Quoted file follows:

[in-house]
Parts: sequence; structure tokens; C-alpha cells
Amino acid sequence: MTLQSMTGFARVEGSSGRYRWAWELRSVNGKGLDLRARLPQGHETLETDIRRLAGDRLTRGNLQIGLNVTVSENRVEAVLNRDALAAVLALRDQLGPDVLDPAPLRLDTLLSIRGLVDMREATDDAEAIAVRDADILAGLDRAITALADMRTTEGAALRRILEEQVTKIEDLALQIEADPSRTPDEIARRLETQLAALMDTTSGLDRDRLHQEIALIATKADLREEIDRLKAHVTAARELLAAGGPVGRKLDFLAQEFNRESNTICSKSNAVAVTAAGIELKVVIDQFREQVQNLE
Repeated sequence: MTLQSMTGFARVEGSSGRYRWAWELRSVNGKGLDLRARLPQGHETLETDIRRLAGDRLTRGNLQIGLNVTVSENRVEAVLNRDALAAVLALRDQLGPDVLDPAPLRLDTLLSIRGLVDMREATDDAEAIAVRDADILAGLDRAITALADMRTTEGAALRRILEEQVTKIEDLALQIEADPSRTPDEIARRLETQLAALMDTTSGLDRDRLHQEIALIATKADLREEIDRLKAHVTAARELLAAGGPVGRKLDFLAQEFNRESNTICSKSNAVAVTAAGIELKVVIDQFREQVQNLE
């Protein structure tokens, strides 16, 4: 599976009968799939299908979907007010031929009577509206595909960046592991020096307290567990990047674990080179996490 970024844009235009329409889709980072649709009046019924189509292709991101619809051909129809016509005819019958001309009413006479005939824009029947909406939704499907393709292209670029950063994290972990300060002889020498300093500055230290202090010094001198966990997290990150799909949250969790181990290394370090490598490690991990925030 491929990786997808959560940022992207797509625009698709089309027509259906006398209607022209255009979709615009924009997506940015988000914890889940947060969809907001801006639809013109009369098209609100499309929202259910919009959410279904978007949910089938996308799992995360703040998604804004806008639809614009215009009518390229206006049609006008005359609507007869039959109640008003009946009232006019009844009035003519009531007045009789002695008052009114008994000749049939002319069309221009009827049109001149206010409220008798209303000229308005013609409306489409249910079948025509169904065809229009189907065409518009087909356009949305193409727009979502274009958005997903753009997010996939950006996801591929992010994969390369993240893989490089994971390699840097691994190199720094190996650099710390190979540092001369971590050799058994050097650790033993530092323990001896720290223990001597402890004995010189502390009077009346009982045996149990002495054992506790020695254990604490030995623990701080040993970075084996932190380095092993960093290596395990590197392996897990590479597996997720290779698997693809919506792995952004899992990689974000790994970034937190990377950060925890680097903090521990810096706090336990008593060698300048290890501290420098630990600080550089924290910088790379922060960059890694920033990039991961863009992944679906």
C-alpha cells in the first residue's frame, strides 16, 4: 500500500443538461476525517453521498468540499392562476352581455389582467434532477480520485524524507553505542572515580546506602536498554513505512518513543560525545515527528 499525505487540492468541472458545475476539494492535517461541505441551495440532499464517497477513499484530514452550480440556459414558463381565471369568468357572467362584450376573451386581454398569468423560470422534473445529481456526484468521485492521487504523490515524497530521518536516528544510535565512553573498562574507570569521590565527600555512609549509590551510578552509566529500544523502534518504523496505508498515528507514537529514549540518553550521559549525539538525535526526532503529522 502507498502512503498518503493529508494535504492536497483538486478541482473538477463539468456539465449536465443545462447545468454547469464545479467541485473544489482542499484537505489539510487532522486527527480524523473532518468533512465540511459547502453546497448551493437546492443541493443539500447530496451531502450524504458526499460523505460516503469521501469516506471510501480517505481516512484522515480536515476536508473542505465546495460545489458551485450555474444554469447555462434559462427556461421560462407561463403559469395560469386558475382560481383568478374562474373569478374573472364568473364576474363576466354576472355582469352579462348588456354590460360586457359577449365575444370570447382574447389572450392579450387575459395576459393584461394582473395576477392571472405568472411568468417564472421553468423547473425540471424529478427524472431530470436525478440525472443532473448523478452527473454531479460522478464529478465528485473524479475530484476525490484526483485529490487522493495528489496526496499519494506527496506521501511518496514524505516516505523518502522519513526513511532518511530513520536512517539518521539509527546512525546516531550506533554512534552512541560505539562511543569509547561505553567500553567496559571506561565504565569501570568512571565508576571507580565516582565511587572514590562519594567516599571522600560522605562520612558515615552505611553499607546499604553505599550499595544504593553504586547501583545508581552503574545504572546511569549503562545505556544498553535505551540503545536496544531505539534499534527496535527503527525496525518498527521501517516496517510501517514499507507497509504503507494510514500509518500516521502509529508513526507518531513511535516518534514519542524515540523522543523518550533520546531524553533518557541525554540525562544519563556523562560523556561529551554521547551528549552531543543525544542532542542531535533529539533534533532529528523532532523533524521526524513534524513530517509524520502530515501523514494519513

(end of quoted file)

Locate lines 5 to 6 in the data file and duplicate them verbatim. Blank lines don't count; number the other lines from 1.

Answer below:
């Protein structure tokens, strides 16, 4: 599976009968799939299908979907007010031929009577509206595909960046592991020096307290567990990047674990080179996490 970024844009235009329409889709980072649709009046019924189509292709991101619809051909129809016509005819019958001309009413006479005939824009029947909406939704499907393709292209670029950063994290972990300060002889020498300093500055230290202090010094001198966990997290990150799909949250969790181990290394370090490598490690991990925030 491929990786997808959560940022992207797509625009698709089309027509259906006398209607022209255009979709615009924009997506940015988000914890889940947060969809907001801006639809013109009369098209609100499309929202259910919009959410279904978007949910089938996308799992995360703040998604804004806008639809614009215009009518390229206006049609006008005359609507007869039959109640008003009946009232006019009844009035003519009531007045009789002695008052009114008994000749049939002319069309221009009827049109001149206010409220008798209303000229308005013609409306489409249910079948025509169904065809229009189907065409518009087909356009949305193409727009979502274009958005997903753009997010996939950006996801591929992010994969390369993240893989490089994971390699840097691994190199720094190996650099710390190979540092001369971590050799058994050097650790033993530092323990001896720290223990001597402890004995010189502390009077009346009982045996149990002495054992506790020695254990604490030995623990701080040993970075084996932190380095092993960093290596395990590197392996897990590479597996997720290779698997693809919506792995952004899992990689974000790994970034937190990377950060925890680097903090521990810096706090336990008593060698300048290890501290420098630990600080550089924290910088790379922060960059890694920033990039991961863009992944679906």
C-alpha cells in the first residue's frame, strides 16, 4: 500500500443538461476525517453521498468540499392562476352581455389582467434532477480520485524524507553505542572515580546506602536498554513505512518513543560525545515527528 499525505487540492468541472458545475476539494492535517461541505441551495440532499464517497477513499484530514452550480440556459414558463381565471369568468357572467362584450376573451386581454398569468423560470422534473445529481456526484468521485492521487504523490515524497530521518536516528544510535565512553573498562574507570569521590565527600555512609549509590551510578552509566529500544523502534518504523496505508498515528507514537529514549540518553550521559549525539538525535526526532503529522 502507498502512503498518503493529508494535504492536497483538486478541482473538477463539468456539465449536465443545462447545468454547469464545479467541485473544489482542499484537505489539510487532522486527527480524523473532518468533512465540511459547502453546497448551493437546492443541493443539500447530496451531502450524504458526499460523505460516503469521501469516506471510501480517505481516512484522515480536515476536508473542505465546495460545489458551485450555474444554469447555462434559462427556461421560462407561463403559469395560469386558475382560481383568478374562474373569478374573472364568473364576474363576466354576472355582469352579462348588456354590460360586457359577449365575444370570447382574447389572450392579450387575459395576459393584461394582473395576477392571472405568472411568468417564472421553468423547473425540471424529478427524472431530470436525478440525472443532473448523478452527473454531479460522478464529478465528485473524479475530484476525490484526483485529490487522493495528489496526496499519494506527496506521501511518496514524505516516505523518502522519513526513511532518511530513520536512517539518521539509527546512525546516531550506533554512534552512541560505539562511543569509547561505553567500553567496559571506561565504565569501570568512571565508576571507580565516582565511587572514590562519594567516599571522600560522605562520612558515615552505611553499607546499604553505599550499595544504593553504586547501583545508581552503574545504572546511569549503562545505556544498553535505551540503545536496544531505539534499534527496535527503527525496525518498527521501517516496517510501517514499507507497509504503507494510514500509518500516521502509529508513526507518531513511535516518534514519542524515540523522543523518550533520546531524553533518557541525554540525562544519563556523562560523556561529551554521547551528549552531543543525544542532542542531535533529539533534533532529528523532532523533524521526524513534524513530517509524520502530515501523514494519513